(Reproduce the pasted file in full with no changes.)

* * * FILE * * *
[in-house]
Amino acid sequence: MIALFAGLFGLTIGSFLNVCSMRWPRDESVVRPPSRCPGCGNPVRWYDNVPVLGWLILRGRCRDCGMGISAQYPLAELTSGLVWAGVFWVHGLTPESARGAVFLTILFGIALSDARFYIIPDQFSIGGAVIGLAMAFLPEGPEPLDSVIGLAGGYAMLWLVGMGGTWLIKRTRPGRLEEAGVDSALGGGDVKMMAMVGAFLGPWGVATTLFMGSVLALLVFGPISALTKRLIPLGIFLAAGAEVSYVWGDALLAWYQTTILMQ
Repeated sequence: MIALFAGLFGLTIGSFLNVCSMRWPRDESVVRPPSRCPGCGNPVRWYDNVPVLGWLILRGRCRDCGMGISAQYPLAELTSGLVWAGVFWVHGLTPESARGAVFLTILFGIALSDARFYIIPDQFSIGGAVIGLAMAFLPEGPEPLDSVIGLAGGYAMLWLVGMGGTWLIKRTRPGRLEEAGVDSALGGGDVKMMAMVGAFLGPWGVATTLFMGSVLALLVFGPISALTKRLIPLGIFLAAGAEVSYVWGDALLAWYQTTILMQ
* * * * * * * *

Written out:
[in-house]
Amino acid sequence: MIALFAGLFGLTIGSFLNVCSMRWPRDESVVRPPSRCPGCGNPVRWYDNVPVLGWLILRGRCRDCGMGISAQYPLAELTSGLVWAGVFWVHGLTPESARGAVFLTILFGIALSDARFYIIPDQFSIGGAVIGLAMAFLPEGPEPLDSVIGLAGGYAMLWLVGMGGTWLIKRTRPGRLEEAGVDSALGGGDVKMMAMVGAFLGPWGVATTLFMGSVLALLVFGPISALTKRLIPLGIFLAAGAEVSYVWGDALLAWYQTTILMQ
Repeated sequence: MIALFAGLFGLTIGSFLNVCSMRWPRDESVVRPPSRCPGCGNPVRWYDNVPVLGWLILRGRCRDCGMGISAQYPLAELTSGLVWAGVFWVHGLTPESARGAVFLTILFGIALSDARFYIIPDQFSIGGAVIGLAMAFLPEGPEPLDSVIGLAGGYAMLWLVGMGGTWLIKRTRPGRLEEAGVDSALGGGDVKMMAMVGAFLGPWGVATTLFMGSVLALLVFGPISALTKRLIPLGIFLAAGAEVSYVWGDALLAWYQTTILMQ